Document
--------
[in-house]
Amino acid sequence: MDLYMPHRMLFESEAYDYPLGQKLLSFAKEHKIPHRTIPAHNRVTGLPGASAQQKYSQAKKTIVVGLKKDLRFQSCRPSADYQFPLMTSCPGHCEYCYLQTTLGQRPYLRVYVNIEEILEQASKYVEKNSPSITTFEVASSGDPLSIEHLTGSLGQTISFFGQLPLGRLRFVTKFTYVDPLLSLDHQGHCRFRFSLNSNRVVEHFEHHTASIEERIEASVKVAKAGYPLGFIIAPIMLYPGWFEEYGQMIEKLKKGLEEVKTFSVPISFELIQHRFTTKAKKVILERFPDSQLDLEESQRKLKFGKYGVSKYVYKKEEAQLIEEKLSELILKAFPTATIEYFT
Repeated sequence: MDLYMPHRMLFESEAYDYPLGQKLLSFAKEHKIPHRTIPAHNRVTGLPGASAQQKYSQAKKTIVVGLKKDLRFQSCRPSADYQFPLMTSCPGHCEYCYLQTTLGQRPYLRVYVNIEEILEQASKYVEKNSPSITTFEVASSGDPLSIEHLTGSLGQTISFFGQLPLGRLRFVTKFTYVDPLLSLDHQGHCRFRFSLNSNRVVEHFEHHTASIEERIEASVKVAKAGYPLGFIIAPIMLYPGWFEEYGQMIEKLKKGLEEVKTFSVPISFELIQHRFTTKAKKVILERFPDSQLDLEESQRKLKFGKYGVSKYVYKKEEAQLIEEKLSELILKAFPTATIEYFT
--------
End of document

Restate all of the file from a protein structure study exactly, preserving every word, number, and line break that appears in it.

[in-house]
Amino acid sequence: MDLYMPHRMLFESEAYDYPLGQKLLSFAKEHKIPHRTIPAHNRVTGLPGASAQQKYSQAKKTIVVGLKKDLRFQSCRPSADYQFPLMTSCPGHCEYCYLQTTLGQRPYLRVYVNIEEILEQASKYVEKNSPSITTFEVASSGDPLSIEHLTGSLGQTISFFGQLPLGRLRFVTKFTYVDPLLSLDHQGHCRFRFSLNSNRVVEHFEHHTASIEERIEASVKVAKAGYPLGFIIAPIMLYPGWFEEYGQMIEKLKKGLEEVKTFSVPISFELIQHRFTTKAKKVILERFPDSQLDLEESQRKLKFGKYGVSKYVYKKEEAQLIEEKLSELILKAFPTATIEYFT
Repeated sequence: MDLYMPHRMLFESEAYDYPLGQKLLSFAKEHKIPHRTIPAHNRVTGLPGASAQQKYSQAKKTIVVGLKKDLRFQSCRPSADYQFPLMTSCPGHCEYCYLQTTLGQRPYLRVYVNIEEILEQASKYVEKNSPSITTFEVASSGDPLSIEHLTGSLGQTISFFGQLPLGRLRFVTKFTYVDPLLSLDHQGHCRFRFSLNSNRVVEHFEHHTASIEERIEASVKVAKAGYPLGFIIAPIMLYPGWFEEYGQMIEKLKKGLEEVKTFSVPISFELIQHRFTTKAKKVILERFPDSQLDLEESQRKLKFGKYGVSKYVYKKEEAQLIEEKLSELILKAFPTATIEYFT